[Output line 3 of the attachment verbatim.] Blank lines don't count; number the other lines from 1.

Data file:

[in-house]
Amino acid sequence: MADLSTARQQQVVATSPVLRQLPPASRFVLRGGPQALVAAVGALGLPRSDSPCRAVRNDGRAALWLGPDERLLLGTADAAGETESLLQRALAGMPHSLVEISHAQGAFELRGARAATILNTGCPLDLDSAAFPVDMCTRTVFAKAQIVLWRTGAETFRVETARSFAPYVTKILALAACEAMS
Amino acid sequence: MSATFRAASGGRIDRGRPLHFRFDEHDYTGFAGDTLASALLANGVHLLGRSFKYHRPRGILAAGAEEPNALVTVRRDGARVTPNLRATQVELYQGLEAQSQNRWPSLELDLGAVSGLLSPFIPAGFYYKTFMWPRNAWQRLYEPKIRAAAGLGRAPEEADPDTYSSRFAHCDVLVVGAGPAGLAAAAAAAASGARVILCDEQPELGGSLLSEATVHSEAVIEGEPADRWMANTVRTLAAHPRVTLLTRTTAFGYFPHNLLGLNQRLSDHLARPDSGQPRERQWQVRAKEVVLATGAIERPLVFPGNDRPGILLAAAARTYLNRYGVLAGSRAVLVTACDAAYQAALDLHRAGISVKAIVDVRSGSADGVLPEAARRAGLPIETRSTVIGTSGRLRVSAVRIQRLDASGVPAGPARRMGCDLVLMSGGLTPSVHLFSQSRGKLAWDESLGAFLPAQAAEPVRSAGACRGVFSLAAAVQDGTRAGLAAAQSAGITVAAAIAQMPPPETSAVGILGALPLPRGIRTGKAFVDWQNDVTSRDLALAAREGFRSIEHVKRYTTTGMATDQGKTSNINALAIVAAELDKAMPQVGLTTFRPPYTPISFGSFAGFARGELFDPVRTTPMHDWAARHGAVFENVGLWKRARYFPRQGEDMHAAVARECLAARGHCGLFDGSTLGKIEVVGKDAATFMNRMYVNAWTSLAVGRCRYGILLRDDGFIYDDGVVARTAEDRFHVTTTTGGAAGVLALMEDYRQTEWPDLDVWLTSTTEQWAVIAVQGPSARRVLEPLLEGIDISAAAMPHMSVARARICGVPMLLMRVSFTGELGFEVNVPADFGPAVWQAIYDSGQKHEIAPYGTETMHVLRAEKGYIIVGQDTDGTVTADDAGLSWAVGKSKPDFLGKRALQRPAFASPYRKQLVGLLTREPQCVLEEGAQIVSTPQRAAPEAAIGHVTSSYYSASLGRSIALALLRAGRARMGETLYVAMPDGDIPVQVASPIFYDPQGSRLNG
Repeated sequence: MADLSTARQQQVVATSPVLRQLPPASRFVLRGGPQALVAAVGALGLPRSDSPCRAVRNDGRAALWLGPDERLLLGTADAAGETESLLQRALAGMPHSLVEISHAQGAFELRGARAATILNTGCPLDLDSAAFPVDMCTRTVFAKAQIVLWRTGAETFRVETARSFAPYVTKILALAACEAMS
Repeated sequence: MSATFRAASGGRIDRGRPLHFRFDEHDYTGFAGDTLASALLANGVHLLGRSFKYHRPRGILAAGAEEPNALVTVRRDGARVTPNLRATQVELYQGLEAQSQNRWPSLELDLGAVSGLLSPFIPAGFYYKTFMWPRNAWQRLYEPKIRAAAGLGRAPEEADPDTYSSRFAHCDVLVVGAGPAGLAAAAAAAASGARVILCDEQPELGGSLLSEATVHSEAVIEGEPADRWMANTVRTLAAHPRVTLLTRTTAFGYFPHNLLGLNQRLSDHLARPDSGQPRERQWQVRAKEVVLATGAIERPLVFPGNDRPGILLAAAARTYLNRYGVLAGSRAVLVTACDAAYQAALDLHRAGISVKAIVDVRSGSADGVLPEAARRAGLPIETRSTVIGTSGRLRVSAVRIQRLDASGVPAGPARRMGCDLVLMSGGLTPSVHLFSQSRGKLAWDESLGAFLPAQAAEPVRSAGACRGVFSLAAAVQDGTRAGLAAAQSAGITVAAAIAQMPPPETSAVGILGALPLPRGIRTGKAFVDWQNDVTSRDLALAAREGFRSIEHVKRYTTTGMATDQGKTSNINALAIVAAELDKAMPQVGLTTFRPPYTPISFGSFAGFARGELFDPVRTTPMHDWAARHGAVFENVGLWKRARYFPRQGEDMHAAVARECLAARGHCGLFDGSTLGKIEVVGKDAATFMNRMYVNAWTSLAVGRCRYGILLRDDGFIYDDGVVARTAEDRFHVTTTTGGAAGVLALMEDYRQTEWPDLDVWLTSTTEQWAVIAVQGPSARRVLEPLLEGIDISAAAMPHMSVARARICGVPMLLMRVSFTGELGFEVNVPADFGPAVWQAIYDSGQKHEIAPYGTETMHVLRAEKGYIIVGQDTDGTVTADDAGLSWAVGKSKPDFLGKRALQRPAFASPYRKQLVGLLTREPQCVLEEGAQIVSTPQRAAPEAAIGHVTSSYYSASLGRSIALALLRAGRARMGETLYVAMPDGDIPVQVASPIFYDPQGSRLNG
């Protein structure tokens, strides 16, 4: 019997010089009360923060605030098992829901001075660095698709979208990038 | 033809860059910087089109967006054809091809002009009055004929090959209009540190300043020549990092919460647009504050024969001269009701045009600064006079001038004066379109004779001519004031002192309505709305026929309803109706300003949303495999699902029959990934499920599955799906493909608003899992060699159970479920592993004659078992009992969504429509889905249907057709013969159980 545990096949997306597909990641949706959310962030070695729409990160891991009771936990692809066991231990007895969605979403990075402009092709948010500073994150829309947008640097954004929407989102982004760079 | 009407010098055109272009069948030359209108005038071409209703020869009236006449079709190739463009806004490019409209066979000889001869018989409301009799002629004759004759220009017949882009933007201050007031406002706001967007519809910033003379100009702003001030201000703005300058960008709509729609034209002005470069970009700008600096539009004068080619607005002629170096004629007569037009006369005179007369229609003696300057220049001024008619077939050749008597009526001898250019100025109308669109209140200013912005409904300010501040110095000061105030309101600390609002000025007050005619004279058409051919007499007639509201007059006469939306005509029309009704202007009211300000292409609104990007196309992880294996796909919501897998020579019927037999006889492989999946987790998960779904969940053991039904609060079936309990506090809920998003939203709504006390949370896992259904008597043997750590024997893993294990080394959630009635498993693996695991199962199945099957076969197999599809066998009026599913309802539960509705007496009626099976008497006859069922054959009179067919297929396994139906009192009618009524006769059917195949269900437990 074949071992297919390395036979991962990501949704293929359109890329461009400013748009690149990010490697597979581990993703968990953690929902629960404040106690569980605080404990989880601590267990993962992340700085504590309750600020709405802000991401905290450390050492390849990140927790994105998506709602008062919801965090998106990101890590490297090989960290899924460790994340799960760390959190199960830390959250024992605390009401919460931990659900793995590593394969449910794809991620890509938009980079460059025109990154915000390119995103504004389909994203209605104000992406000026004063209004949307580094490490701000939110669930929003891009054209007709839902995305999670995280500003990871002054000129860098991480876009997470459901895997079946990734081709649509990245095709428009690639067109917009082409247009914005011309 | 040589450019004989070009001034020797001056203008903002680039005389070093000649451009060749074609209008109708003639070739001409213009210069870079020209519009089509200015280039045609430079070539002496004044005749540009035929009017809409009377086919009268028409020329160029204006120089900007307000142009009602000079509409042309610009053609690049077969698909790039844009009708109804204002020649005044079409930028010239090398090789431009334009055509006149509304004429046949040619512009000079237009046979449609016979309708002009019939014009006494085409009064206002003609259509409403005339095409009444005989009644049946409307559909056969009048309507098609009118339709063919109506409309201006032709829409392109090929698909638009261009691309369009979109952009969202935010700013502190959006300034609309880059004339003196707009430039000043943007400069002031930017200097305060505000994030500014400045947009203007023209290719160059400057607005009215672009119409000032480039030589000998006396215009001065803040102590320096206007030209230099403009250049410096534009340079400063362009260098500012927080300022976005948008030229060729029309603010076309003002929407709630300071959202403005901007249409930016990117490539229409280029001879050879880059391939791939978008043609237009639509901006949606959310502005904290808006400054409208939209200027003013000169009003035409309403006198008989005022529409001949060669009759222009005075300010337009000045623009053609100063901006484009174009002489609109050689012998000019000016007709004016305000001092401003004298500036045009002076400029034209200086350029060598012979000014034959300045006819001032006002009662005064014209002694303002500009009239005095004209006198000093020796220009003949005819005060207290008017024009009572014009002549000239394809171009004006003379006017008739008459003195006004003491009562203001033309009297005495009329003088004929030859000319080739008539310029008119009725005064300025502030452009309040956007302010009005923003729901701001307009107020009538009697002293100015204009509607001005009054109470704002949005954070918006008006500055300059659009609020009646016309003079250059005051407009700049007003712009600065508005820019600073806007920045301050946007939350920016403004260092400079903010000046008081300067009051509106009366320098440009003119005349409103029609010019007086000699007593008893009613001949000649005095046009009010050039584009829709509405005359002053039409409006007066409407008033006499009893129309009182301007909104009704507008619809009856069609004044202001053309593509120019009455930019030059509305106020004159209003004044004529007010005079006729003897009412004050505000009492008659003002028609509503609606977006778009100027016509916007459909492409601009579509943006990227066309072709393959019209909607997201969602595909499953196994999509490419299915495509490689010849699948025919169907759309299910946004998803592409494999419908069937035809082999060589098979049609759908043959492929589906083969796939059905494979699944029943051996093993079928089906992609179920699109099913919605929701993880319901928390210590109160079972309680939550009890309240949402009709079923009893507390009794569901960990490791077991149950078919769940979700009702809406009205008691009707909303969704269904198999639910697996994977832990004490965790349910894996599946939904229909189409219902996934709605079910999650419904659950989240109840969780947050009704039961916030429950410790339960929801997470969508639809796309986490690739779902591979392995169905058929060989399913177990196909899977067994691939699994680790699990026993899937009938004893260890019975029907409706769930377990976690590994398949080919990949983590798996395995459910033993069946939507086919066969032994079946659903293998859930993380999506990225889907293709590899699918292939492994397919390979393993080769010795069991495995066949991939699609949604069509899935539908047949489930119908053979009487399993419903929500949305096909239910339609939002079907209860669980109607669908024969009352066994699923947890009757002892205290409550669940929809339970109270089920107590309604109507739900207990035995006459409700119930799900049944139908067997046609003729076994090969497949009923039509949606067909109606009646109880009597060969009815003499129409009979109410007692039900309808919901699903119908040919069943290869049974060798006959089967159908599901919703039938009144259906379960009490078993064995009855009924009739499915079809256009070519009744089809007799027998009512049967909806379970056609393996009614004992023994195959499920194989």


Amino acid sequence: MSATFRAASGGRIDRGRPLHFRFDEHDYTGFAGDTLASALLANGVHLLGRSFKYHRPRGILAAGAEEPNALVTVRRDGARVTPNLRATQVELYQGLEAQSQNRWPSLELDLGAVSGLLSPFIPAGFYYKTFMWPRNAWQRLYEPKIRAAAGLGRAPEEADPDTYSSRFAHCDVLVVGAGPAGLAAAAAAAASGARVILCDEQPELGGSLLSEATVHSEAVIEGEPADRWMANTVRTLAAHPRVTLLTRTTAFGYFPHNLLGLNQRLSDHLARPDSGQPRERQWQVRAKEVVLATGAIERPLVFPGNDRPGILLAAAARTYLNRYGVLAGSRAVLVTACDAAYQAALDLHRAGISVKAIVDVRSGSADGVLPEAARRAGLPIETRSTVIGTSGRLRVSAVRIQRLDASGVPAGPARRMGCDLVLMSGGLTPSVHLFSQSRGKLAWDESLGAFLPAQAAEPVRSAGACRGVFSLAAAVQDGTRAGLAAAQSAGITVAAAIAQMPPPETSAVGILGALPLPRGIRTGKAFVDWQNDVTSRDLALAAREGFRSIEHVKRYTTTGMATDQGKTSNINALAIVAAELDKAMPQVGLTTFRPPYTPISFGSFAGFARGELFDPVRTTPMHDWAARHGAVFENVGLWKRARYFPRQGEDMHAAVARECLAARGHCGLFDGSTLGKIEVVGKDAATFMNRMYVNAWTSLAVGRCRYGILLRDDGFIYDDGVVARTAEDRFHVTTTTGGAAGVLALMEDYRQTEWPDLDVWLTSTTEQWAVIAVQGPSARRVLEPLLEGIDISAAAMPHMSVARARICGVPMLLMRVSFTGELGFEVNVPADFGPAVWQAIYDSGQKHEIAPYGTETMHVLRAEKGYIIVGQDTDGTVTADDAGLSWAVGKSKPDFLGKRALQRPAFASPYRKQLVGLLTREPQCVLEEGAQIVSTPQRAAPEAAIGHVTSSYYSASLGRSIALALLRAGRARMGETLYVAMPDGDIPVQVASPIFYDPQGSRLNG